Puget Sound Energy, which serves more than 1 million electric customers and 700,000 natural gas customers in Washington state, is pursuing the acquisition of up to approximately 1100 MW of long-term power supply from seven outside sources.

"We believe these resources can help us meet the rising energy demands of our customers at the best prices," said Eric Markell, PSE's senior vice president of Energy Resources. "What's more, several of them give us the opportunity to further increase the amount of sustainable electricity we provide to our customers."

The action is the latest step in PSE's ongoing effort to secure more competitively priced energy supplies for its growing customer base. The new resources involve a large wind farm under development in north-central Oregon, a geothermal facility planned in southern Idaho, three existing natural-gas-fired power plants in Washington, and two purchased-power agreements not tied to specific generating plants.

Currently, PSE has 4200 MW of long-term power generating capacity to meet current customer demands. If all seven projects announced are achieved, that capacity would increase by more than 25%. PSE has set a goal to have up to 10% of its customers' total power supply come from sustainable resources by 2013.

Markell said PSE and the companies that submitted the now short-listed proposals agreed not to divulge specific details about the projects until further analysis and contract talks, if pursued, are completed. The additional analysis by PSE will assess and validate the economics and operational characteristics of the proposals.

The seven selected projects were among the 120 bids PSE evaluated using the company's least-cost planning process after putting out a Request for Proposals (RFP) last fall for up to 1500 average-MW of new electricity resources. The utility solicited offers for any type of power resource, with the possibility that PSE could invest in existing power plants, acquire or share in the development of new generating facilities, or purchase electricity under long-term contracts.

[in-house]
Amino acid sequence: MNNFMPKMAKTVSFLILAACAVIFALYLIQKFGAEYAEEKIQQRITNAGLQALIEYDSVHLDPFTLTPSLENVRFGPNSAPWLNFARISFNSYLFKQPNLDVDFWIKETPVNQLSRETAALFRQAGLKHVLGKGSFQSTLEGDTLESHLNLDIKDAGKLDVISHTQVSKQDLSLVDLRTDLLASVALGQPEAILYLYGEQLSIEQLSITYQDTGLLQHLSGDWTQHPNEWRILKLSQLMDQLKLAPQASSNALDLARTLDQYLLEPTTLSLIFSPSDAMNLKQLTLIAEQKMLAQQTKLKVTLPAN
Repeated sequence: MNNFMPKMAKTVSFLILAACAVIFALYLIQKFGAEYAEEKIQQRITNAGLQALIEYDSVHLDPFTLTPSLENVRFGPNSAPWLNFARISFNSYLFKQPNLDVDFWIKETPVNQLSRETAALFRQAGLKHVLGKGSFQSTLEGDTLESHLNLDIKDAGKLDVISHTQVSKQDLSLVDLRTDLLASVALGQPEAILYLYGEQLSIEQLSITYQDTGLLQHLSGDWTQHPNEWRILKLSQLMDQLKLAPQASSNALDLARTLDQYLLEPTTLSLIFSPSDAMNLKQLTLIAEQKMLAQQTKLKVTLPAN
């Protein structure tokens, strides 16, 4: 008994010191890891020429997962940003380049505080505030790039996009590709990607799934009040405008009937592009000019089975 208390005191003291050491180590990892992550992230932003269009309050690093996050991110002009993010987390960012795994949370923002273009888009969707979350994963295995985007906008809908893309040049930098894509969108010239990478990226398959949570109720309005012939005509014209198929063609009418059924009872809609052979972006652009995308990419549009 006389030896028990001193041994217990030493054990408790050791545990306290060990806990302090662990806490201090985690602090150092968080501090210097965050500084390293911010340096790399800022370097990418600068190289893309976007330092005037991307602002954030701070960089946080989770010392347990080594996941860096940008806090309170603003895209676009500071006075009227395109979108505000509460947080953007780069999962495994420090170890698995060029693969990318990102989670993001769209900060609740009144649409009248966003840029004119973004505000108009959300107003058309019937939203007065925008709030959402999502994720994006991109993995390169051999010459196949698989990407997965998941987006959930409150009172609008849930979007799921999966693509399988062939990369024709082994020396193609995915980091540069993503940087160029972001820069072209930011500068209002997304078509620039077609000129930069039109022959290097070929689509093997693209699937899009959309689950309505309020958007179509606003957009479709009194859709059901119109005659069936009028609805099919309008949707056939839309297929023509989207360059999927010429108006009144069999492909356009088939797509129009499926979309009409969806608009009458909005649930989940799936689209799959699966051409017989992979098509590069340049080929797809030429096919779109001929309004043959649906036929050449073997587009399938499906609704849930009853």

Markell said the proposals PSE received clearly demonstrate that power costs have risen significantly across the region over the past few years. Nevertheless, he added, the seven projects chosen for further due diligence and possible contract-signing appear to offer PSE and its customers the lowest reasonable cost within today's volatile energy market.

The analysis conducted for PSE's latest least-cost plan, on which the 2005 RFP was based, found that the utility needs more than 1500 average-MW of additional energy supply by 2015 to meet its customers' growing power demands and replace electricity supplies lost to expiring purchased-power contracts. The 1155 MW of combined power capacity reflected in the seven short-listed proposals announced today represents about 450 average-MW of new power supply.

A similar RFP process in 2003 resulted in PSE securing about 150 average-MW of new power resources, principally from PSE's development of two large wind farms. PSE's new Hopkins Ridge Wind Project in southeast Washington, with 150 MW of generating capacity, became operational in late 2005. The utility's Wild Horse Wind Project, a 230-MW facility in central Washington, is scheduled to be fully operational at the end of 2006.

Besides its procurement of new power supplies, PSE is steadily refining and expanding its energy-efficiency programs to help customers conserve more energy. The utility estimates that its energy-efficiency services should be able to help PSE customers save 43 million therms of natural gas and about 280 average-megawatts of electricity by 2015. The power savings would be sufficient to serve the long-term electricity needs of about 200,000 households.